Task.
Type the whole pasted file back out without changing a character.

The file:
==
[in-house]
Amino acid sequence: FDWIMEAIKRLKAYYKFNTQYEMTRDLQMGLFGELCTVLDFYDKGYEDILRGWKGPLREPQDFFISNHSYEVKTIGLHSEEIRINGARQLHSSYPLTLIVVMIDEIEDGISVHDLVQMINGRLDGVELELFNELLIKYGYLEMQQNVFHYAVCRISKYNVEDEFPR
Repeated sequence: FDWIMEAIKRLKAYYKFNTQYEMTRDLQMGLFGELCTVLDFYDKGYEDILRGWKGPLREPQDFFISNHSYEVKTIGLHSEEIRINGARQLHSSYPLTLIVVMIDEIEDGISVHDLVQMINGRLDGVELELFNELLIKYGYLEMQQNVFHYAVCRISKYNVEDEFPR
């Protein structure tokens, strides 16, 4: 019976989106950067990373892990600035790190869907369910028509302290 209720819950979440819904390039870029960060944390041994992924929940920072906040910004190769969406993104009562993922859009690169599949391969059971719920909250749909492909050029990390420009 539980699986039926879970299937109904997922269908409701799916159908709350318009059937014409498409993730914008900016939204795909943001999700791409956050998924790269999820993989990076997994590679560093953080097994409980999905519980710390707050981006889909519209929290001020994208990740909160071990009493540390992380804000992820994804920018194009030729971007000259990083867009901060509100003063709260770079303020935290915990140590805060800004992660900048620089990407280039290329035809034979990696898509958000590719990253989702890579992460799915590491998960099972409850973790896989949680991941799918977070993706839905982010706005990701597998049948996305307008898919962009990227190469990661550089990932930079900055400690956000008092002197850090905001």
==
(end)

[in-house]
Amino acid sequence: FDWIMEAIKRLKAYYKFNTQYEMTRDLQMGLFGELCTVLDFYDKGYEDILRGWKGPLREPQDFFISNHSYEVKTIGLHSEEIRINGARQLHSSYPLTLIVVMIDEIEDGISVHDLVQMINGRLDGVELELFNELLIKYGYLEMQQNVFHYAVCRISKYNVEDEFPR
Repeated sequence: FDWIMEAIKRLKAYYKFNTQYEMTRDLQMGLFGELCTVLDFYDKGYEDILRGWKGPLREPQDFFISNHSYEVKTIGLHSEEIRINGARQLHSSYPLTLIVVMIDEIEDGISVHDLVQMINGRLDGVELELFNELLIKYGYLEMQQNVFHYAVCRISKYNVEDEFPR
């Protein structure tokens, strides 16, 4: 019976989106950067990373892990600035790190869907369910028509302290 209720819950979440819904390039870029960060944390041994992924929940920072906040910004190769969406993104009562993922859009690169599949391969059971719920909250749909492909050029990390420009 539980699986039926879970299937109904997922269908409701799916159908709350318009059937014409498409993730914008900016939204795909943001999700791409956050998924790269999820993989990076997994590679560093953080097994409980999905519980710390707050981006889909519209929290001020994208990740909160071990009493540390992380804000992820994804920018194009030729971007000259990083867009901060509100003063709260770079303020935290915990140590805060800004992660900048620089990407280039290329035809034979990696898509958000590719990253989702890579992460799915590491998960099972409850973790896989949680991941799918977070993706839905982010706005990701597998049948996305307008898919962009990227190469990661550089990932930079900055400690956000008092002197850090905001």